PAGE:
Adrenal cancer is a rare urologic cancer, affecting about 200 Americans a year. It targets the adrenal glands, which are located on top of the kidneys and control production of certain hormones. Most adrenal tumors are non-cancerous (benign) and do not require treatment. We do not know what causes adrenal cancer, though having a family history of the disease is a risk factor. Adrenal cancer can also lead to Cushing’s syndrome and Conn’s syndrome. At Mount Sinai, we have extensive experience with this disease.
Some adrenal cancers produce no symptoms. The ones that do cause fever, constant abdominal pain, unexplained weight loss, breast enlargement in men (gynemasticoma), abnormal hair growth in women or children, abnormal blood sugar/diabetes (hyperglycemia), and early puberty.
Todiagnoseadrenal cancer, we take a detailed medical history and do a physical exam, imaging tests (typically computed tomography and magnetic resonance imaging), and blood and urine tests. When necessary, we perform a biopsy to determine if any growths are benign or cancerous.
Treatment for adrenal cancer depends on the stage of the cancer at time of diagnosis and the symptoms you are experiencing. It is important to contain certain symptoms of adrenal cancer before undertaking treatment. We often use medical management to treat these symptoms.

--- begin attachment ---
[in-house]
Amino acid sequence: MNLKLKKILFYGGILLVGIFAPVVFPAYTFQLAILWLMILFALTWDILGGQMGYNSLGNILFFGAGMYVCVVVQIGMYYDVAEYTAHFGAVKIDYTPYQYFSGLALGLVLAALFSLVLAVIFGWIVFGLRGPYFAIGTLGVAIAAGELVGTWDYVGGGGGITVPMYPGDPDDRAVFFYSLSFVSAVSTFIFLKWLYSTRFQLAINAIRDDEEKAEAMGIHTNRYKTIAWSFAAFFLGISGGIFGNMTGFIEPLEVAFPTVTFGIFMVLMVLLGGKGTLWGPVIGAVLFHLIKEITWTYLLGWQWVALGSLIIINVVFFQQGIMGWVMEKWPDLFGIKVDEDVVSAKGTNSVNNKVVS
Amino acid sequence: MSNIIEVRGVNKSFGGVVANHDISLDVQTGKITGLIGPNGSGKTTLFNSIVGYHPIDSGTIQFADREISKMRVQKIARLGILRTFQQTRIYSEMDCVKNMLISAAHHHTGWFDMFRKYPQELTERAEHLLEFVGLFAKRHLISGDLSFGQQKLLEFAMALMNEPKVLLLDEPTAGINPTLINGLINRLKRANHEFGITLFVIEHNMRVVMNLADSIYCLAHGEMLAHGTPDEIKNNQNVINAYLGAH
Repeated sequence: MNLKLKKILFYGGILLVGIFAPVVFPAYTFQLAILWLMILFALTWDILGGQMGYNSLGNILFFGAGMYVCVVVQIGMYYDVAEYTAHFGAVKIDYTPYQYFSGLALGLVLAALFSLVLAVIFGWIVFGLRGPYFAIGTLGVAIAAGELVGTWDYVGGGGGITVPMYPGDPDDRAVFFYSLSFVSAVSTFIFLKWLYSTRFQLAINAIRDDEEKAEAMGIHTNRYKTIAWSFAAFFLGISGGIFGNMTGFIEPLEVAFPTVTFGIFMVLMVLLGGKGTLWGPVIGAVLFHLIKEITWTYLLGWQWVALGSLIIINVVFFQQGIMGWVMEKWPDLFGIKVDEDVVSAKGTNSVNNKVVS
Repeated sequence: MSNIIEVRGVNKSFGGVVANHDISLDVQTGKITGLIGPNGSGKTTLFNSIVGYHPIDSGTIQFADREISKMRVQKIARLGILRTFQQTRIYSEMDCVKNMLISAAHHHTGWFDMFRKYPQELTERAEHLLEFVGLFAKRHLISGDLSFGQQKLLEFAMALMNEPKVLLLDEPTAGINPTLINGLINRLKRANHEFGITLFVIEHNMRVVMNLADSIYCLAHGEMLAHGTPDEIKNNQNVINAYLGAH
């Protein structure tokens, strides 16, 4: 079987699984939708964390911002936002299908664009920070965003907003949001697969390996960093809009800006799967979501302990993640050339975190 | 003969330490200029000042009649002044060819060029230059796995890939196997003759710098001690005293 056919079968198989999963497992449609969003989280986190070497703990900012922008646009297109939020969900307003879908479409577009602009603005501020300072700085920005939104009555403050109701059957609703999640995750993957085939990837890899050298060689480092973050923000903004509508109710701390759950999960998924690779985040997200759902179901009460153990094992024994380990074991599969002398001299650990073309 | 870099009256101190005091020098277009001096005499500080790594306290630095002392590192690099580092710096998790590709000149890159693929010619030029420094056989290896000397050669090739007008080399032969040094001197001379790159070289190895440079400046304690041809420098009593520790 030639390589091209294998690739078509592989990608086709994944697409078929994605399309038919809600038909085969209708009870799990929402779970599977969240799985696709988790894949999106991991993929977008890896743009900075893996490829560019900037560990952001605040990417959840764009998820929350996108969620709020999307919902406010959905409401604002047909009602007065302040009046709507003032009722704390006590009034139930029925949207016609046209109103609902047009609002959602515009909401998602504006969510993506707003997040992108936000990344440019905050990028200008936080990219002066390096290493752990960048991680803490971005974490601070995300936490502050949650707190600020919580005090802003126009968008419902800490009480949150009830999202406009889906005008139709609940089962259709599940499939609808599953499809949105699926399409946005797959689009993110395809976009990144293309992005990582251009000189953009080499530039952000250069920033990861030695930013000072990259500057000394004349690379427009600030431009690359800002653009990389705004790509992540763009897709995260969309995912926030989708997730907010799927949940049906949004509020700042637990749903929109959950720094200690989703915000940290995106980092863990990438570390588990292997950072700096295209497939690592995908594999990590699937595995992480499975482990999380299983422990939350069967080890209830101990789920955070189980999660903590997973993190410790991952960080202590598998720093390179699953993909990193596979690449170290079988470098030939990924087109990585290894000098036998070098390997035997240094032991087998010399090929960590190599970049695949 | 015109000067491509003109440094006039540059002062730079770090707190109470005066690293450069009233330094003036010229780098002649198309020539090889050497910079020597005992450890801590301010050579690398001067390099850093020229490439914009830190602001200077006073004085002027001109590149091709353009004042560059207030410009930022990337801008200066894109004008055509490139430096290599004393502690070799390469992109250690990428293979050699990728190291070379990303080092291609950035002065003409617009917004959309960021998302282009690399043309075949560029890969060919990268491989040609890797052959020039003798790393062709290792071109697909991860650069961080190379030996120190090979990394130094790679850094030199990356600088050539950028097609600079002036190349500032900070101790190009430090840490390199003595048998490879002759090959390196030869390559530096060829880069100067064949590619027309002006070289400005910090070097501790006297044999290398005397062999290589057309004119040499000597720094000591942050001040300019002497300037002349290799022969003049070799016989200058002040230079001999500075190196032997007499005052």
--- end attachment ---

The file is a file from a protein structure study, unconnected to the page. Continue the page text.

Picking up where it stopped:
Treatment options include:
- Chemotherapy, which uses drugs to destroy cancer cells or suppress adrenal gland function
- Radiation, which takes advantage of focused X-rays to destroy cancer cells (not a primary treatment)
- Surgery, which involves removing the adrenal gland (the only cure for the disease)
Adrenal glands, like kidneys, come with a back-up. You have two in your body, but only need one to produce the hormones your body needs.
At Mount Sinai, removing an adrenal gland with a laparoscopic procedure is considered the surgical standard of care. Compared to open surgery, laparoscopic procedures often mean a shorter hospital stay, quicker recovery, and less pain. Often, you can go home within 24 hours following surgery.
A second surgical approach, robotic procedures, has become very popular and shows great promise in improving surgical accuracy and efficiency. Michael A. Palese, MD performed the first robotic radical adrenalectomy at Mount Sinai and is a leading expert in this technique.